UNCOMMON COMMON SENSE
By Bill Frayer
Less Austerity, More Airbags
Sometimes economics is counterintuitive. Common sense might suggest that when governments are facing large budget deficits, they should, naturally, cut spending. After all, bringing one’s spending in line with one’s income only makes sense, right? Not really.
The truth, as usual, is more complicated. We are in a time when income inequality is near an all time high. The rich have gotten much richer, and many previously “middle class” families are facing diminished employment and economic insecurity. The cuts in spending for social programs, which are cloaked euphemistically under the innocuous goal of “austerity,” fall on those with the least economic stability. In many states, including my home state of Maine, governors are refusing to implement a federally funded expansion of medical care for the poor and disabled in the name of fiscal responsibility. Major cuts in the food stamp program have been implemented on a federal level. And more cuts are to come.
Brown University political science professor Mark has called this type of thrift “socialism for the rich and capitalism for the poor. I’m all in favor of everyone tightening their belts the minute we’re all wearing the same pants.” Those who can least afford to lose money or economic assistance are the first ones being asked to pay the price. It’s not surprising that as wages drop and unemployment grows, corporate profit is growing along with the investment portfolios of those who will never have to worry about making a mortgage payment or paying for a prescription.
We’re already seeing the same tendency in the European Union, where the wealthy countries, led by Germany, are insisting that poorer countries like Greece tighten their belts in the name of prosperity for all. Economic indicators suggest it isn’t working in Europe any better than it is in the United States.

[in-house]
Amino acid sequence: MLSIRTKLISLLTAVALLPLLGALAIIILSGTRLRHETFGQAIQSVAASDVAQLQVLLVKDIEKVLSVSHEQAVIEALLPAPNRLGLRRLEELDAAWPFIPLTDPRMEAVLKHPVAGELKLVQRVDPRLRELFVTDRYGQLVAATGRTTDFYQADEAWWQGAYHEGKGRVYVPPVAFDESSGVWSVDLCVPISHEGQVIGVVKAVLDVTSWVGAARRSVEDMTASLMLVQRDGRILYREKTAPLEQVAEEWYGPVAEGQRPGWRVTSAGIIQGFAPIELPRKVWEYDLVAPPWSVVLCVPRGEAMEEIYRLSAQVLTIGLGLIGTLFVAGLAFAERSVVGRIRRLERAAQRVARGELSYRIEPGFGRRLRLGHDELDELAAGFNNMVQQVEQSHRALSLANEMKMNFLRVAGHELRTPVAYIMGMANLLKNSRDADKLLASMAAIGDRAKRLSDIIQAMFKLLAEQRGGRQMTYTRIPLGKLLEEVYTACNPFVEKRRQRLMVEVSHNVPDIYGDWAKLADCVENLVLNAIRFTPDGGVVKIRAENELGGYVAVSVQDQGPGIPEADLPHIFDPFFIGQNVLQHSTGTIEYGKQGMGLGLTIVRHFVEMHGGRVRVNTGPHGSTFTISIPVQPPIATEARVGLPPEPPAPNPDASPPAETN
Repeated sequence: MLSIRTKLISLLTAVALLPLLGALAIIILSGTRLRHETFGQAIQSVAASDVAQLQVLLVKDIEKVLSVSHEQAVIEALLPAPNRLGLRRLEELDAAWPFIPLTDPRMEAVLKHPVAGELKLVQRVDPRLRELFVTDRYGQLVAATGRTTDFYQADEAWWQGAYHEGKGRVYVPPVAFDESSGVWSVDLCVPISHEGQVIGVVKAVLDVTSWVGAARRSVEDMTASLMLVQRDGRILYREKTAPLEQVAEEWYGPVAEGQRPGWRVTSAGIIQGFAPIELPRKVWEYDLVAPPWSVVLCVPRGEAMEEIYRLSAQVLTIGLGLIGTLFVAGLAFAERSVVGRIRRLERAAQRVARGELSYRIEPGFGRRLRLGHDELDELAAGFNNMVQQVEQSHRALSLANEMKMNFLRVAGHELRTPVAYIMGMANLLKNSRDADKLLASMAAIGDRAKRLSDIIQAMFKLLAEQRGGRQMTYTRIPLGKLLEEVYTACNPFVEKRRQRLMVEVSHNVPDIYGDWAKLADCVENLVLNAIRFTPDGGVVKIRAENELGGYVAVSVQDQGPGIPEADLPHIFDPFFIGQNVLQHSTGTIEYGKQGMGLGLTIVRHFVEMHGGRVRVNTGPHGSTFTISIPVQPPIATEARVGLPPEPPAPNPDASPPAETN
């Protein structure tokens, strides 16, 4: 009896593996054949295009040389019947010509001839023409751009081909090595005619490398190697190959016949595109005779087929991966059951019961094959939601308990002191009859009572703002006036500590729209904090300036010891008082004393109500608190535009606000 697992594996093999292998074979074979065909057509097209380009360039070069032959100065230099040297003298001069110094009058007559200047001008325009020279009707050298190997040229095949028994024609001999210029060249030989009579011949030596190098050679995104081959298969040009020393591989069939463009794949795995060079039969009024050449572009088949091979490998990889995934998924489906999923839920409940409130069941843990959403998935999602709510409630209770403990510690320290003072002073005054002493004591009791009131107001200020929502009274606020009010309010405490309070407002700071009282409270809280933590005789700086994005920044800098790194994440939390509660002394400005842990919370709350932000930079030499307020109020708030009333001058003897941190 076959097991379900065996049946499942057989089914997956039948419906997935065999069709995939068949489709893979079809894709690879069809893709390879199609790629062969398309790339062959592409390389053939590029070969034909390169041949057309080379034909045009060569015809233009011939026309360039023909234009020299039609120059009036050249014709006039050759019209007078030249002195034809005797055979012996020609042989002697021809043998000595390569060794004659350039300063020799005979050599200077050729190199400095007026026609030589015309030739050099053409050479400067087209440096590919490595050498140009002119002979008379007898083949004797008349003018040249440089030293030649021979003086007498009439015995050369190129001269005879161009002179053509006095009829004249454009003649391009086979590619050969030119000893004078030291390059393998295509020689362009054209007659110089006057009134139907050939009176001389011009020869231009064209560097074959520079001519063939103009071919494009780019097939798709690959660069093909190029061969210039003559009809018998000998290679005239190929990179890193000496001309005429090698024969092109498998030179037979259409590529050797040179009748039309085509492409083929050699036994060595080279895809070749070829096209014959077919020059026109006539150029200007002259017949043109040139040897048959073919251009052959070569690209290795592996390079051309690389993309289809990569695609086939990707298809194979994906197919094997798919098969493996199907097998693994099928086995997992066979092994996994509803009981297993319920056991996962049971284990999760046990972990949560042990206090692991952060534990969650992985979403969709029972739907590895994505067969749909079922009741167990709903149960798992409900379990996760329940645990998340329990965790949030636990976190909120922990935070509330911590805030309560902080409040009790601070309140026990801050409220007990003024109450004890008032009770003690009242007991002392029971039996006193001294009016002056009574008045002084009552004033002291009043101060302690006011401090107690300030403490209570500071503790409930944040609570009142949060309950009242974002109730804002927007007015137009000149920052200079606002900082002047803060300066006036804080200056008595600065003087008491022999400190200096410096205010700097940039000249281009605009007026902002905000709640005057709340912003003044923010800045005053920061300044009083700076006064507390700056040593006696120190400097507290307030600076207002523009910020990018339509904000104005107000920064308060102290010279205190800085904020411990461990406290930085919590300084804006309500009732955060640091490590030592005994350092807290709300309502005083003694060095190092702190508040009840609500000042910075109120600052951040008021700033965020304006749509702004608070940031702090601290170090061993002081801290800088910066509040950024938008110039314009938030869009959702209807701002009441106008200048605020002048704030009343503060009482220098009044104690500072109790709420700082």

The problem is the old oversimplified canard tirelessly promoted by conservatives for years: the free market will create prosperity for all if we would just let it work without restrictions. This, of course, is absurd and has been demonstrated false many times, most recently with the economic collapse of 2008.
Capitalism has been shown to be effective at producing prosperity, but it clearly does not reward everyone equally. Those who have capital to invest make out very well. For those who have only their labor to invest, the results are more uneven. For a variety of reasons, some people will lose their jobs, be unable to afford medical care, or be otherwise unable to profit from a free market economy.
Perhaps the best solution, which Blyth suggests, is “capitalism with air bags.” We don’t need to institute a planned socialist state to create a more equal quality of life. We just need to recognize that, even with a robust economy, we inevitably have those who will need assistance. We can certainly afford to do this. We need to get beyond the stereotype that anyone who needs assistance is, by definition, lazy and unwilling to work. Many who are suffering hardship today have been classified as the working poor. Many others have disabilities which prevent them from working. Minor investment by those who can easily afford to would make a huge difference to many less fortunate, and would be good for the economy as a whole by increasing participation in economic prosperity.
We figured out many years ago that we would all benefit from airbags in cars, even those of us who will never use them. Couldn’t we apply the same logic to the economy?
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